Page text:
Council agrees on a negotiating mandate on the Data Governance Act

October 11, 2021
On 1 October, the TELECOM Working Group of the Council of Ministers approved a mandate for negotiations on the proposed Data Governance Act (DGA). The text will serve as a negotiating basis in the trilogue discussions with the European Parliament, which previously adopted its negotiating position last July. To put the DGA into force, both the Council and the European Parliament will need to agree on the final text.

Overall, the Council’s mandate does not substantially alter the Commission proposal and does not significantly differ from the European Parliament’s position. As argued in this previous blogpost, the Parliament’s text was insufficient in setting the necessary stepping stones to build a fair data society based on collective data stewardship. Equally, the Council’s position does little in contributing to this vision. As such, the Council’s negotiation mandate still constitutes a missed opportunity for making the DGA a more meaningful intervention.

Nonetheless, the Council’s position incorporates two important changes which deserve attention. These concern the relationship between the DGA and the GDPR and the role of Open Access Commons resources in the proposal.

Ensuring primacy of the GDPR over the DGA

In the original proposal, one of the most contested points was the relationship between the DGA and GDPR in creating overlapping standards for personal data processing. As previously discussed in this policy brief, the potential inclusion of personal data in the DGA scope is problematic, given the GDPR framing so closely tied to fundamental rights and the DGA’s overall ambition to maximize data sharing. In particular, the DGA was initially characterized by an overall lack of consistency with GDPR terminology that potentially questioned its primacy in data protection.

The negotiating mandates approved by Council and Parliament are aligned on this point. Both texts consistently incorporate GDPR terminology as the concepts of consent, data subject, data holder, data user, data re-user and data processing are now specified. In addition, both positions emphasize its primacy in data protection, thus closing doors for dangerous interpretations that could give rise to alternative legal bases for data processing.

However, two elements in the Council’s position remain problematic. These are the introduction of a new concept of “permission” and an amended version of the definition of “data sharing”. Both terms deal with personal data processing and data subjects’ rights and thus create confusion with related GDPR provisions since they are interchangeably used with “consent”. During the trilogue negotiations, these Council additions should be rejected so that they do not give rise to potential double standards in data processing. On this point, the EP position is better aligned with the GDPR and should be used as a basis for the final compromise.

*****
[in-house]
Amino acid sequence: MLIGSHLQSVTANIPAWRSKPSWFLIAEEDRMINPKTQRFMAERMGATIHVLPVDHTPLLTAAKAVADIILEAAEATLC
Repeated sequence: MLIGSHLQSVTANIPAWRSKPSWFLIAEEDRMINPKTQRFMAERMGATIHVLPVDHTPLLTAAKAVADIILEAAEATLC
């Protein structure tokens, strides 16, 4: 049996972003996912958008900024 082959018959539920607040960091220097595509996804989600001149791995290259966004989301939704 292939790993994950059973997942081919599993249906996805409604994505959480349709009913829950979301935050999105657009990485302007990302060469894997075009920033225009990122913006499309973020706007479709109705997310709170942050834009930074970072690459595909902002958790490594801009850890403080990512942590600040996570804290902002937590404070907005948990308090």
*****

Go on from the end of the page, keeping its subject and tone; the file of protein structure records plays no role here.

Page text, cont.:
Protecting Open Access Commons resources

Both the EP and Council texts contain amendments concerning the role of Open Access Common resources. In response to the initial DGA consultation, we submitted feedback to the Commission where we highlighted the fundamental role played by these resources in the overall data ecosystem. To safeguard this key function, it is important that Open Access Commons resources are not negatively affected by the DGA.

The Parliament’s text contains an addition in recital 37a stipulating that the provisions established by the DGA are without prejudice to the ability of non-profit organizations to make data and content available to the public under open licenses. This amendment would clearly signal that Open Access Common resources fall outside the scope of the DGA. As such, it would recognize their key role in today’s digital ecosystem.

The Council text includes a new definition of data intermediaries stipulating that only for-profit services fall into this category. If included in the final compromise, this addition would ensure that existing Open Access Resources, like Wikipedia or Europeana – which are generally recognized as not-for-profit – are not subject to the requirements that the DGA will impose on intermediaries.

Taken together, these two modifications would ensure that Open Access Commons resources are not subject to additional requirements that could endanger their modus operandi. To safeguard their position in the DGA and increase legal clarity, both Council’s and Parliament’s contributions therefore need to be included in the final text.

What’s next?

With the Council’s negotiating mandate adopted, the next step will be the trilogue negotiations between Council, Parliament and the Commission. Given the lack of fundamental divergences between the three institutions, it seems possible that a final compromise text will emerge before the end of the year.